I first saw the DigiMed tablet and camera system demonstrated last February in Miami and in 2013 Digigone set me up with the bandwidth-efficient SecureChat video chat software and compression service that’s behind all their products.

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January 25th

Finding and Fixing Dinghies

Posted by // January 25, 2015 // COMMENT (0 Comments)

, , ,

“Do you feel like checking out some sailing dinghies this weekend?” asked Erik.
“Sure,” I said. “Sounds fun.”
“Great. They’re in an old container down at the dock; someone abandoned them years ago.”
I looked up. “Abandoned” is usually a deadly adjective for a boat.
“It’s all supposed to be in pretty bad shape.” he continued. “The sails are probably going to be full of rat poop, and who knows if anything will still float.”
“Boy, Erik, why didn’t you lead with that? You know I can’t resist a rusty old container full of broken boat parts.”
“And rat poop,” he added.…

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January 22nd

By Kimball Livingston Posted January 22, 2015

What would you do if you were the fastest sailor on water?

(Soft water.)

If you were coming off eleven years of obsessed design/build/test/fail/win and when you finally were a winner it was not by a smidgen, no, a winner by a country mile, a winner by a revolution, you could go away and stare at the trees for a while. Wait for a butterfly to flutter by. Read a book about anything but boats, aerodynamics, hydraulic drag. Take a little hike in the Antarctic. Maybe even think, never again.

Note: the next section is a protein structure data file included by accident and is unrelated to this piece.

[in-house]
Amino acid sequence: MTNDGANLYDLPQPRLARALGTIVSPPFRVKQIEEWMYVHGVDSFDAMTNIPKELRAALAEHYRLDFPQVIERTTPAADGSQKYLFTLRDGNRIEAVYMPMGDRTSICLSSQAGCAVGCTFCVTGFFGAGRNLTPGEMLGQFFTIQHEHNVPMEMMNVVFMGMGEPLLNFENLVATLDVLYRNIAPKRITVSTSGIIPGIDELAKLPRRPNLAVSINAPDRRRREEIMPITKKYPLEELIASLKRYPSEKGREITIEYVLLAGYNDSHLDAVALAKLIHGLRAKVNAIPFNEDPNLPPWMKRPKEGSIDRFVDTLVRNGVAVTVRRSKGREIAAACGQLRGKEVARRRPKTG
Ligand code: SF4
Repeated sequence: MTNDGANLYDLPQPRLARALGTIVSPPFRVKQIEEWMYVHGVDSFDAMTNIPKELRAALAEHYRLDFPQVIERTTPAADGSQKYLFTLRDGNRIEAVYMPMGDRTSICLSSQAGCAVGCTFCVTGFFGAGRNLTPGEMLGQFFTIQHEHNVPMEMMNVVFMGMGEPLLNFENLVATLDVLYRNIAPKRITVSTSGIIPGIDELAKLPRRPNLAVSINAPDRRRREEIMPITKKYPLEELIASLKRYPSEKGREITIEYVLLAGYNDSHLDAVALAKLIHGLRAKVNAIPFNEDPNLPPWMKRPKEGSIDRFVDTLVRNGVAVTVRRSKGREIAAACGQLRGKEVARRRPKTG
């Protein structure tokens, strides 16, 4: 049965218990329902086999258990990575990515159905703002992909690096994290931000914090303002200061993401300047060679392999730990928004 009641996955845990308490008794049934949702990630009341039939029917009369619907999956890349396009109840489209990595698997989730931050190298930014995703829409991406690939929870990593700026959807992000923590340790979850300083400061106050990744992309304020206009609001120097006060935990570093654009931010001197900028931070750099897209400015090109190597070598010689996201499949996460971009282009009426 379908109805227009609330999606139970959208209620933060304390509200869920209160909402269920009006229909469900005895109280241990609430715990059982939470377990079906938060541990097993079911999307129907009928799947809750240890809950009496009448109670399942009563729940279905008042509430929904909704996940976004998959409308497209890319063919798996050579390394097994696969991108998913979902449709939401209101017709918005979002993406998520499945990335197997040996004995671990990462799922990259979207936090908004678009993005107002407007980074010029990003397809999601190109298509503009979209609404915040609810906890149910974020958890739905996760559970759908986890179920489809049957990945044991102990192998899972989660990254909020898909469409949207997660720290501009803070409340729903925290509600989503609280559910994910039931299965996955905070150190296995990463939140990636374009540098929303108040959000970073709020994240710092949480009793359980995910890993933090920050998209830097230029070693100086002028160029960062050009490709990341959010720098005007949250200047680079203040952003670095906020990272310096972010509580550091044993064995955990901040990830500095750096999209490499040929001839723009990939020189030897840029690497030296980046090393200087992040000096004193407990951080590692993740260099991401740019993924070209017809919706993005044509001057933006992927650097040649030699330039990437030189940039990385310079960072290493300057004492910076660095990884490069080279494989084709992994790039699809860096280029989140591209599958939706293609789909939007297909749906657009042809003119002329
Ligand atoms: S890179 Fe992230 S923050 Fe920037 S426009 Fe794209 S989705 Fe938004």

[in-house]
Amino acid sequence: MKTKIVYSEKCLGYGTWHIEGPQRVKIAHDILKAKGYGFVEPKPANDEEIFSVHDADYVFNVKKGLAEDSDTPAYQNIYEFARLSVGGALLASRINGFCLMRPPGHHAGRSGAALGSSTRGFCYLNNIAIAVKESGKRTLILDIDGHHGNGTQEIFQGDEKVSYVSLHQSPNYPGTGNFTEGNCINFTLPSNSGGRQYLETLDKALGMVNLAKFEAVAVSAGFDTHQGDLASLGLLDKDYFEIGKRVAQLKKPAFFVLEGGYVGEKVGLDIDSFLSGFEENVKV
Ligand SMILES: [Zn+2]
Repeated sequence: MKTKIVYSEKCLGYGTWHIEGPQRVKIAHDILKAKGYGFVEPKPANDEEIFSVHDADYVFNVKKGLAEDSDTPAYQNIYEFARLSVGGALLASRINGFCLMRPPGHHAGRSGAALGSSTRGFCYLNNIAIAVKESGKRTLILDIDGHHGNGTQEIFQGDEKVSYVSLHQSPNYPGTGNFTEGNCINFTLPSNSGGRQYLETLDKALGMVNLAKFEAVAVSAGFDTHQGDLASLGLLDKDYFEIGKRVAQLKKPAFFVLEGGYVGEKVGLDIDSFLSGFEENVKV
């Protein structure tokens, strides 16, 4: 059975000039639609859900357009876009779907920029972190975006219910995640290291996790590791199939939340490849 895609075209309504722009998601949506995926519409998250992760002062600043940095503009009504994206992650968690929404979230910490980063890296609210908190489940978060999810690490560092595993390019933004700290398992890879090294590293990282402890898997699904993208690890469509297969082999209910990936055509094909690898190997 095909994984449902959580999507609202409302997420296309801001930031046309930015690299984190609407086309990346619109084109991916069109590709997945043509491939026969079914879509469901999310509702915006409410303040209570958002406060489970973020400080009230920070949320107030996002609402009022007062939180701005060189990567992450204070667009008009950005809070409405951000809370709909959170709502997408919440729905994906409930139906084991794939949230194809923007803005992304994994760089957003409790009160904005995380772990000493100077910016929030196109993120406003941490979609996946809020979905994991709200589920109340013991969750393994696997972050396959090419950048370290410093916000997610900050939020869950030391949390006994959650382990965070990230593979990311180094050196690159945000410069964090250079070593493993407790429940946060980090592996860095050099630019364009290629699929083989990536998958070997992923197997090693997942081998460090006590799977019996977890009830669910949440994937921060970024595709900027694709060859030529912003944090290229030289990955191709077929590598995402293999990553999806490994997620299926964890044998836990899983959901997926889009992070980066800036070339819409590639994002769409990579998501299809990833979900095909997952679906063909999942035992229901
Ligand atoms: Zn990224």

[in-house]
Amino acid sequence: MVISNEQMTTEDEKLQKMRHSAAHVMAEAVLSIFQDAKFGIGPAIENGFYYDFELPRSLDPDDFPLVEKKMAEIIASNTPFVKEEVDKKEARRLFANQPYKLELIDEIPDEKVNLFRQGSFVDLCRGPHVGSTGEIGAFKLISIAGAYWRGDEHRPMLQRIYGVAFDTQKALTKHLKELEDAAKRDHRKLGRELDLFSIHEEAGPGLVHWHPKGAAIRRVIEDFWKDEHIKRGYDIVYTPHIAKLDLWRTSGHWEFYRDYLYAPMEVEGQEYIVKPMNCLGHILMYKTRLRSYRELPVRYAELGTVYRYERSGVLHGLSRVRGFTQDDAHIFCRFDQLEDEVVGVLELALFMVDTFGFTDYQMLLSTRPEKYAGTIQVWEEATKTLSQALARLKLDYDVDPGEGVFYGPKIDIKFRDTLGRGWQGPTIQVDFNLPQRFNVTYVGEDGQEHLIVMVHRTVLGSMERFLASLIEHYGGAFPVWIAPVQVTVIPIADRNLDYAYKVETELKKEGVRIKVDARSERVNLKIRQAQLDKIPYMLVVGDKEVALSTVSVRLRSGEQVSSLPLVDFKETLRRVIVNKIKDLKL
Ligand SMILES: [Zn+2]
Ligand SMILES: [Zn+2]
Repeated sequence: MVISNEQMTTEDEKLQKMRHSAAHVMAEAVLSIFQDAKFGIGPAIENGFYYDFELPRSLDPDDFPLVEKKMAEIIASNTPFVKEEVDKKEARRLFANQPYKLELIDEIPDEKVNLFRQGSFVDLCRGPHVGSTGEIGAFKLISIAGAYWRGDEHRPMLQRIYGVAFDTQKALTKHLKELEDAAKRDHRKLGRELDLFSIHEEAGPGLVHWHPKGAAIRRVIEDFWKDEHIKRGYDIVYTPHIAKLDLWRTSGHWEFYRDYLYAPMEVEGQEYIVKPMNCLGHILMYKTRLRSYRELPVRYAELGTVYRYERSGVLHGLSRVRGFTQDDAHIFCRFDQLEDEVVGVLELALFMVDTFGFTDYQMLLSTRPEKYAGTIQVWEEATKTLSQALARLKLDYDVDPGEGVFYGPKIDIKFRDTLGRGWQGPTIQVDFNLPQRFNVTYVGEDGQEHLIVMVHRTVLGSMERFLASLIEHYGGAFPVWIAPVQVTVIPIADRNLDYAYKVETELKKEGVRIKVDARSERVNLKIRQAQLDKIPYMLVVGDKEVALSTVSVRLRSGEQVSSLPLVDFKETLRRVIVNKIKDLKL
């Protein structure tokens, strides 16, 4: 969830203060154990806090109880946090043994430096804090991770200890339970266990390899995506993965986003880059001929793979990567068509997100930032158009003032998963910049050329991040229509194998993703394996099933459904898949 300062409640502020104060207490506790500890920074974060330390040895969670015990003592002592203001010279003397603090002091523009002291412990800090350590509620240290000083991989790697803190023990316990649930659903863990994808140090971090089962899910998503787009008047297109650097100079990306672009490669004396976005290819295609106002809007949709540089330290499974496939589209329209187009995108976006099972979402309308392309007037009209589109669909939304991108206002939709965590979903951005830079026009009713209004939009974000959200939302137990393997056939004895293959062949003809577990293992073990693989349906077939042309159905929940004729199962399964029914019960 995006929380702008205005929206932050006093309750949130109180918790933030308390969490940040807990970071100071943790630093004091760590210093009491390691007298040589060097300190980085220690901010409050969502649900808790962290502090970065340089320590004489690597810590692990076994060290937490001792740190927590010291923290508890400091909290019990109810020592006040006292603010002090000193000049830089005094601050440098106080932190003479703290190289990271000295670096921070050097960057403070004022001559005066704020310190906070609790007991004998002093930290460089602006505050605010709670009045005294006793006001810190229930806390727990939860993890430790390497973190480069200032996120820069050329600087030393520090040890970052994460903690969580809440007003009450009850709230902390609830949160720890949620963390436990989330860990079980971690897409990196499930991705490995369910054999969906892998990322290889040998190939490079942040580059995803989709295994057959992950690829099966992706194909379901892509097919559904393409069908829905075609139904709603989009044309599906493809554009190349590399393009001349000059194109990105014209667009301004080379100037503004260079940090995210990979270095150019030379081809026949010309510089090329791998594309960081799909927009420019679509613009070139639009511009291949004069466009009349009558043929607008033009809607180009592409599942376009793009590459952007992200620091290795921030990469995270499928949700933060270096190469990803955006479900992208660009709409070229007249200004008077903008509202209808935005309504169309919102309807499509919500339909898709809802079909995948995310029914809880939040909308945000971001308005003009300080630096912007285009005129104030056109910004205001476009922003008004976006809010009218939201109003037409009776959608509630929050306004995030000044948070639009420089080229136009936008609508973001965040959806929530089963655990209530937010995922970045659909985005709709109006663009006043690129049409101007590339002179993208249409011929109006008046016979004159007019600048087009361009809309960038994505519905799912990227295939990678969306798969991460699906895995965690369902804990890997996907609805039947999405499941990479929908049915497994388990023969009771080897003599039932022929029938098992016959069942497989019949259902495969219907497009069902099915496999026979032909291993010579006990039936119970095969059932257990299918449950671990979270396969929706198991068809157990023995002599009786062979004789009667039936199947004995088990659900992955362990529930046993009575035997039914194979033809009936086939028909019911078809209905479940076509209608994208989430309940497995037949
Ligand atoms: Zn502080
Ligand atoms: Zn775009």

It was more or less like that for Paul Larsen, whose absolute speed record looks secure for a while to come.…

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January 22nd

…and this week in International Epoxy News

Posted by // January 22, 2015 // COMMENT (0 Comments)


This, apparently, is a current image of the gold funerary mask of King Tutankhamun:
Source:Al Araby Al Jadeed

 The story goes that a cleaner at the museum was spiffing up the mask when they managed to knock its beard off (or, in another version, the beard was intentionally removed because it was loose). Then, in a classic case of sidestepping, the head of the renovations team called her husband instead of the Ministry of Antiquities and asked him to fix it. Supposedly, he’s also a ‘renovator.’ Whatever that means. Unfortunately, it looks like he’s never read the West System Use Guides or my last post on Epoxy Hints.

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January 21st

Last days in Thailand

Posted by // January 21, 2015 // COMMENT (6 Comments)

Cruising, Uncategorized,


Cruising is hard work. Really. Our punch list to have Totem ready for the Indian Ocean is shrinking but it’s constant daily effort to track towards an end of month departure. Even when we’re relaxing, like those lazy weeks up in Koh Phayam, we’re not on vacation. I made this list of things Jamie did over the course of a few days while we lingered in the bay there:

  • -     cut hole in deck for inner forestay
  • -     cut six inches of 3/8 inch 316 SS plate from an overbuilt/oversized backing plate
  • -     install backing plate with some exceptionally messy butyl tape
  • -     re-splice dyneema inner forestay
  • -     connect solar panels (offline since arch was rebuilt at the shipyard)
  • -     field install connector for NMEA 2000 network GPS (getting aaaalll the little wires into an end: finicky work)
  • -     replace burned-out Caframo fan in forepeak

Relaxing is not so much relaxing lately.…